About This Dragon’s Beard Candy Recipe
Dragon’s beard candy, also known as Chinese cotton candy, is a simple yet decadent sweet treat that originated in China. Over the years, its popularity spread to other parts of East Asia, reaching Korea and more recently Singapore, the United States, Canada, Taiwan, and Japan.
There are lots of theories about how this candy came about. The most popular story is that an imperial court chef once entertained the Han Dynasty Emperor by performing the intricate steps involved in making a new candy. The process involved stretching a dough-like mixture and folding it again and again into figure eights until they separated into thousands of thin strands.
While eating the hand-pulled sugar, the thin white strands were sticky enough to cling to the Emperor’s face, reminding him of a dragon’s beard, resulting in the new confection being named Dragon’s Beard Candy.
These pillowy soft candies almost ceased to exist during the Chinese Cultural Revolution, when the Communist Party banned all activities attributed to the Han Dynasty. Luckily, the traditional art of making these handmade confections was revived and regained popularity. Today, you can find these sweet treats across Asia, often at festivals and tourist locations.
The dragon’s bead candy features thousands of thin strands of hand-pulled sugar that are either loose or stuffed with nutty fillings such as crushed peanuts, coconut, and sesame seeds.
Making dragon’s beard candy requires a lot of care and patience. A small mistake can destroy the strands, leaving you to start all over again.
It may seem labor-intensive, but the result is incredibly satisfying and so delicious!
What You Need for This Dragon’s Beard Candy Recipe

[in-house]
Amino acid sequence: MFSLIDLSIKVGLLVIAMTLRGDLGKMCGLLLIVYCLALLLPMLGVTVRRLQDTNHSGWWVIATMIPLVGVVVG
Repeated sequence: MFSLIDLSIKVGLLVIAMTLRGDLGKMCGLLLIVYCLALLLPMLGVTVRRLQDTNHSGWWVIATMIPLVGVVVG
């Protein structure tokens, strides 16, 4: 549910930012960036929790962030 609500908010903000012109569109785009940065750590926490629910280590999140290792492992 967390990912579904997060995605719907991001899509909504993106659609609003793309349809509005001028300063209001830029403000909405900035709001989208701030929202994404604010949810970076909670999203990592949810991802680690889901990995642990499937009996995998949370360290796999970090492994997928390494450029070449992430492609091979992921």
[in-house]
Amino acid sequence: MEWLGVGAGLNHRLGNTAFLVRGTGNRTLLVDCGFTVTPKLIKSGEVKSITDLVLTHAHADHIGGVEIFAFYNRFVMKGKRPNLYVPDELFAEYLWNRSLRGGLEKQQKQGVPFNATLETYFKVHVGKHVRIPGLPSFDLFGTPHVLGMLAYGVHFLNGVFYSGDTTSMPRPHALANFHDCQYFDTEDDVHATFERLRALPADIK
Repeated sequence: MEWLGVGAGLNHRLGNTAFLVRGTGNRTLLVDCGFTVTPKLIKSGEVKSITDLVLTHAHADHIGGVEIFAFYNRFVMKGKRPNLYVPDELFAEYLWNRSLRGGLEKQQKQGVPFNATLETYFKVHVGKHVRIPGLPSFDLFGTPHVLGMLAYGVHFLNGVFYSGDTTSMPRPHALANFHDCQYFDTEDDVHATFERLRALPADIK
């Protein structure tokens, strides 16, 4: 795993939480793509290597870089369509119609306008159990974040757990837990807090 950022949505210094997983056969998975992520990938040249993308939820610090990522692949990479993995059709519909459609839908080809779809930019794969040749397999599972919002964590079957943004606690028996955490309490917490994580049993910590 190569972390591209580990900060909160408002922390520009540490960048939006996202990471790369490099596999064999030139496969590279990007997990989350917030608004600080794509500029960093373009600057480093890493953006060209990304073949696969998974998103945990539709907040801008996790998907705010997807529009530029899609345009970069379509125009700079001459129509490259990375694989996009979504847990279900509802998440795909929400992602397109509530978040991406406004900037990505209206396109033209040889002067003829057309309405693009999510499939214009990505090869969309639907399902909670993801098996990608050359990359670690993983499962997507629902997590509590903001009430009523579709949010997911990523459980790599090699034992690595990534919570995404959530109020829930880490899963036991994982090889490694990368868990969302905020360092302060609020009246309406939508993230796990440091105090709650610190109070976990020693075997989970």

- Sugar: I have used white granulated sugar.
- Corn Syrup: Also known as glucose syrup, corn syrup is made from corn starch and is used to soften the texture, prevent sugar crystallization, add volume, and enhance the flavor.
- White Vinegar: Just a few drops of white vinegar will help balance out the sweetness and enhance the overall flavor of these candies.
- Cornstarch: Dipping and coating the sugar mixture with cornstarch will prevent the strands from sticking and keep them separate.
- Filling: I have used crushed peanuts and desiccated coconut for the filling.
- Corn Syrup: I have used corn syrup, but it can also be substituted with maltose.
- Cornstarch: You can substitute it with rice flour.
- Filling: I have used peanuts and coconut, but you can also use different types of nuts or sesame seeds.
Can I store these dragon’s beard candies?
These candies are very sensitive to temperature and humidity and are best consumed immediately. However, you should be able to store them in an airtight container in the fridge for about a week.
Dragon’s Beard Candy
Dragon’s beard candy is a rich, sugary, melt-in-your-mouth candy that tastes super delicious and is even more fun to make!
Yield: approx. 24 pieces of candy, depending on the size
For the syrup:
For the filling:
How To Make Dragon's Beard Candy Step By Step
Start by making the syrup. Combine the sugar, corn syrup, water, and vinegar into a saucepan, and clip a candy thermometer to the side of the saucepan.